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Going Higher Level, Leaving the Shell (Part I)

Introduction

Why are we us­ing shell­s?

We are us­ing them for in­ter­ac­tive pur­pos­es. I sup­pose that's ok. I do it, at least.

But why are we us­ing them for sys­tem script­s? It's not that they are fast, or small (at least not bash, which most lin­ux dis­tros use)...

It's not that it's sim­ple, at least not if you try to make scripts that are not very bug­gy be­cause of the com­plex pars­ing...

It must be be­cause we ex­pect ev­ery sys­tem to have a Bourne shell some­where. Many Lin­ux users even ex­pect bash to be there, and blithe­ly adorn scripts full of bashisms with #!/bin/sh on top.

This has been bug­ging me for a long time, and then it hit me... what would it take to switch a dis­tro so it can boot with­out a shell?

And be­cause I am a mo­ron... I de­cid­ed to try.

I will do it with a ba­sic Arch Lin­ux 0.7.2 in­stal­la­tion. I will change all its init scripts to work on Lu­a.

Why? Well, for starter­s, Lua is small and fea­ture­ful. Then again, I don't ac­tu­al­ly know Lu­a. So this is prob­a­bly go­ing to be in­ter­est­ing.

I chose Arch be­cause it has a very ba­sic start­up script set. Yes, I have blogged a few days ago that I thought them sim­plis­tic. So what? They are still sim­ple, which means they are eas­i­er to re­write.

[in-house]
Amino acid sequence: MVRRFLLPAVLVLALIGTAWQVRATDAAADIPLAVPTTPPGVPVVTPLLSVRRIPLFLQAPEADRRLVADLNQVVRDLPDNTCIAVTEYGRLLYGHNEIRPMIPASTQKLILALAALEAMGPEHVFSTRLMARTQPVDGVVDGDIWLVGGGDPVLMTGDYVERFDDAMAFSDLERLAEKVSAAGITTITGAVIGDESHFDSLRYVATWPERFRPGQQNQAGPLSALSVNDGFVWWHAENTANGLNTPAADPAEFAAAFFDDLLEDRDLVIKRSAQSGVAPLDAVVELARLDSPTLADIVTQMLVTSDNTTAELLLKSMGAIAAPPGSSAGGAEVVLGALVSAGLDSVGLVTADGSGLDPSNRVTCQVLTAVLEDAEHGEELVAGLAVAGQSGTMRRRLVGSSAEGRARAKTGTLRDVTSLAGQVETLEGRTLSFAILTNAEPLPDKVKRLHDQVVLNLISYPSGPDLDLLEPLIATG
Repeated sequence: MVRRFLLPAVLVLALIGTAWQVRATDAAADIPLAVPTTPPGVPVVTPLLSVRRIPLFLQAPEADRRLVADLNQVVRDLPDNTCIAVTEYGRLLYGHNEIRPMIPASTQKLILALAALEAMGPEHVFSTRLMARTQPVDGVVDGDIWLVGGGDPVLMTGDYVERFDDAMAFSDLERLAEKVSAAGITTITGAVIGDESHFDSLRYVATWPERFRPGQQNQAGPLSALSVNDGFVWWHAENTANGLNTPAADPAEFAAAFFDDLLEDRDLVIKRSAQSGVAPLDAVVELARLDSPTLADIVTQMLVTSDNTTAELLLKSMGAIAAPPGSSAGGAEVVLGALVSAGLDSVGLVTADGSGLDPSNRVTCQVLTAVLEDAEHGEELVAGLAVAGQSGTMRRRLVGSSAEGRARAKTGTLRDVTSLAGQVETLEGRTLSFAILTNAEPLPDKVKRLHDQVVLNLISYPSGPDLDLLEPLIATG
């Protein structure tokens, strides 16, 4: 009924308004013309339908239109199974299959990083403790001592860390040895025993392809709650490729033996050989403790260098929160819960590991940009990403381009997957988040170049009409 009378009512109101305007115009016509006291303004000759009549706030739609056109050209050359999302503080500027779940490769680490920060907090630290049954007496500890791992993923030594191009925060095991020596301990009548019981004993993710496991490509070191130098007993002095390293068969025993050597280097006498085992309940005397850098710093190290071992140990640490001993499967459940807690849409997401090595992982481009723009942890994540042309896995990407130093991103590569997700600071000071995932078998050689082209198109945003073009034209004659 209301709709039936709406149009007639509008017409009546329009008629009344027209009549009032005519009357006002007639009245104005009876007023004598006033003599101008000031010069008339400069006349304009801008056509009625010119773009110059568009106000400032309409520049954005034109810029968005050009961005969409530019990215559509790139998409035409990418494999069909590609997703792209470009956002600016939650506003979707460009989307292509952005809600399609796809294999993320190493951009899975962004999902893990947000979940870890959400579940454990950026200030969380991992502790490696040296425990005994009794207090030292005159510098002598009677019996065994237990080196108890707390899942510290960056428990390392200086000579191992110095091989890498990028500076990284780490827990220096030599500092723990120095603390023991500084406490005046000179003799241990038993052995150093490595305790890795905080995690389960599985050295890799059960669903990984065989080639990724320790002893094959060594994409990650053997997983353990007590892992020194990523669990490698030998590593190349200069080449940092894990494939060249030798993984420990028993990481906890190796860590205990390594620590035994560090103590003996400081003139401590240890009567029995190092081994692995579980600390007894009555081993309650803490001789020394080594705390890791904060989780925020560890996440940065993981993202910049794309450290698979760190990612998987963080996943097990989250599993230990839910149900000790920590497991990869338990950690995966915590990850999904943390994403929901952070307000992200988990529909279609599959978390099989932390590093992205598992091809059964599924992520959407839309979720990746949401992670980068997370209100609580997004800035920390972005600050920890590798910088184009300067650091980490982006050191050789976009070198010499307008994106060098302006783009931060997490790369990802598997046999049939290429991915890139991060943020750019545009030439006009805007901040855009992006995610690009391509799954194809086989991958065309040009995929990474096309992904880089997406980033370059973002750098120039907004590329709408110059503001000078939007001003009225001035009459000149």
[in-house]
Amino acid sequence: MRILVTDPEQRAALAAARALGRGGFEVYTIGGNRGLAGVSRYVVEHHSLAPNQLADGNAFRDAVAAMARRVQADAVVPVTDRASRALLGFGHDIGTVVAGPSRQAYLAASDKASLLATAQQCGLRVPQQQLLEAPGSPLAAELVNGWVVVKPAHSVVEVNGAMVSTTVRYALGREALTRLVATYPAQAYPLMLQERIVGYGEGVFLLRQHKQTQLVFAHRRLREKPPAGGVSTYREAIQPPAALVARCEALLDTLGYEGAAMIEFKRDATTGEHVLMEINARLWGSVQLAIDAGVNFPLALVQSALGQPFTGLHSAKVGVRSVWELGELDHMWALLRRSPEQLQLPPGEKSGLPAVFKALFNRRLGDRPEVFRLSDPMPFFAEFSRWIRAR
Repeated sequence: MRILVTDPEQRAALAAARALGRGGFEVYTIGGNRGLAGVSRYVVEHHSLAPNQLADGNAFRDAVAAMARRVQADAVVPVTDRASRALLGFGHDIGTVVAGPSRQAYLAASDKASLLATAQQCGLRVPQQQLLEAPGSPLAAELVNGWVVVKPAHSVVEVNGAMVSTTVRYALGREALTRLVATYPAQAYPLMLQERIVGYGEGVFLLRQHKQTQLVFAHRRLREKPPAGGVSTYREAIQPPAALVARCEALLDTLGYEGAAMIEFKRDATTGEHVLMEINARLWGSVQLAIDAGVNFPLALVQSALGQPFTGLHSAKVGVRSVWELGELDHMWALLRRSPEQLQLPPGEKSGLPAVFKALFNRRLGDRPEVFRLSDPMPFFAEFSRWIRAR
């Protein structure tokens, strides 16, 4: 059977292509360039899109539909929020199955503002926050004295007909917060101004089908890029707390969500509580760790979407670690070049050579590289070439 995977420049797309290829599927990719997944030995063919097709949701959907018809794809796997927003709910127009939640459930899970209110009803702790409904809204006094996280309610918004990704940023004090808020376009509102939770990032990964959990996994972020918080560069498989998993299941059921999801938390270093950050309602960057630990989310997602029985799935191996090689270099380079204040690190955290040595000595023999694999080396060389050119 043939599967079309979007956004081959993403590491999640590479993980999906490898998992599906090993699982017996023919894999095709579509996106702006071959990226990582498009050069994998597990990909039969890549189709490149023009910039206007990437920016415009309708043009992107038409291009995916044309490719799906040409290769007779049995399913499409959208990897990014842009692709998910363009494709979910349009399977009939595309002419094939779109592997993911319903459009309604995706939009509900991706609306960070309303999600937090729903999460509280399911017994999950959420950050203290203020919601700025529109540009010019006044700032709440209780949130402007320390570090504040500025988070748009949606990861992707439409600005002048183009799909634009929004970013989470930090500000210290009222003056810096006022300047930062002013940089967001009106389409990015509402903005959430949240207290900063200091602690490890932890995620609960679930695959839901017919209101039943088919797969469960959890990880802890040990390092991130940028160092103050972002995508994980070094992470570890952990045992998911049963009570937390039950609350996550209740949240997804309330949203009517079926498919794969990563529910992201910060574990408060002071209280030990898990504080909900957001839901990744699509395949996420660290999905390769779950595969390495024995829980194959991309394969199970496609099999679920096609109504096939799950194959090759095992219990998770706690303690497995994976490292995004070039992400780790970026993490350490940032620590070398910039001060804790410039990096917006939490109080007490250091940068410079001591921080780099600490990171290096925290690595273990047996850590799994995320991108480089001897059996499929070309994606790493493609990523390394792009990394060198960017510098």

Step 1: /etc/rc.conf

Pret­ty much ev­ery­thing in Arch's sys­tem us­es the rc.­conf file. I sup­pose some users don't even un­der­stand the im­pli­ca­tions of that: you screw this file (which, re­mem­ber, is writ­ten in a pret­ty evil lan­guage) and you break most of the sys­tem.

Be­cause, yes, this is a shell script frag­men­t, used as a con­fig­u­ra­tion file. Which is more com­mon than you think. How­ev­er, as long as you on­ly touch what's there and don't write ex­tra stuff, you will be ok.

Converting to Lua was trivial, X=(a,b,c) converts to X={"a","b","c"} Comments are "--" instead of "#". Then your scripts do dofile ("/etc/r­c.­con­f.lu­a") instead of . /etc/rc.conf.

So, no prob­lem at all so far.

Step 2: /etc/rc.d/functions

This is trick­i­er. This file con­tains func­tions to dis­play mes­sages, like this:

stat_fail() {
        deltext
        /bin/echo -e "   $C_OTHER[${C_FAIL}FAIL$C_OTHER]$C_CLEAR "
}

Where C_OTHER and com­pa­ny are stuff like this:

C_OTHER="\033[1;34m"     # prefix & brackets

The on­ly dif­fer­ence is that Lua does­n't use oc­tal:

C_OTHER="\27[1;34m"      -- prefix & brackets

Now look like this (e­cho is ba­si­cal­ly print­):

function stat_fail()
  deltext()
  echo ("   "..C_OTHER.."["..C_FAIL.."FAIL"..C_OTHER.."]"..C_CLEAR.." ")
end

Now, the first re­al hur­dle comes up. I am not go­ing to repli­cate the whole lin­ux shell utils in Lu­a. So, we need a way to do back­quot­ing.

Back­quot­ing is one of those "nifty" shell fea­tures. You put a com­mand in back­quotes, and you get that re­placed, at run­time, with the out­put of the com­mand.

It's not hard, though. All I need is a way to open a pipe to the com­mand, and read the out­put. And it's in the docs ;-)

function shell(c)